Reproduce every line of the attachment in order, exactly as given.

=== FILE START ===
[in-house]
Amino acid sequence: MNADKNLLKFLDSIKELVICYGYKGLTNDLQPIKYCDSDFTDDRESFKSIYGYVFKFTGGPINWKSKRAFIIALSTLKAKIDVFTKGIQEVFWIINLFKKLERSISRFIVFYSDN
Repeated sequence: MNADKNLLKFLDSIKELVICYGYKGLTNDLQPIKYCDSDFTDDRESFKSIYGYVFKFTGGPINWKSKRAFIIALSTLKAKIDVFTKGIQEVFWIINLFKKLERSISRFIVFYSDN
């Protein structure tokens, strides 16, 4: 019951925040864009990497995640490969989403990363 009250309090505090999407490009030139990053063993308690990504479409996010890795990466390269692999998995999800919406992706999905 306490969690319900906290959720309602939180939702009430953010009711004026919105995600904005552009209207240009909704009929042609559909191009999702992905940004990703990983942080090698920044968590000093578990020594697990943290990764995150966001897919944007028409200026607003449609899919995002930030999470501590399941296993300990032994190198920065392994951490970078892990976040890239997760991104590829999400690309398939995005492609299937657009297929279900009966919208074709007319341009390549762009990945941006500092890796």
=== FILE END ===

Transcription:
[in-house]
Amino acid sequence: MNADKNLLKFLDSIKELVICYGYKGLTNDLQPIKYCDSDFTDDRESFKSIYGYVFKFTGGPINWKSKRAFIIALSTLKAKIDVFTKGIQEVFWIINLFKKLERSISRFIVFYSDN
Repeated sequence: MNADKNLLKFLDSIKELVICYGYKGLTNDLQPIKYCDSDFTDDRESFKSIYGYVFKFTGGPINWKSKRAFIIALSTLKAKIDVFTKGIQEVFWIINLFKKLERSISRFIVFYSDN
């Protein structure tokens, strides 16, 4: 019951925040864009990497995640490969989403990363 009250309090505090999407490009030139990053063993308690990504479409996010890795990466390269692999998995999800919406992706999905 306490969690319900906290959720309602939180939702009430953010009711004026919105995600904005552009209207240009909704009929042609559909191009999702992905940004990703990983942080090698920044968590000093578990020594697990943290990764995150966001897919944007028409200026607003449609899919995002930030999470501590399941296993300990032994190198920065392994951490970078892990976040890239997760991104590829999400690309398939995005492609299937657009297929279900009966919208074709007319341009390549762009990945941006500092890796």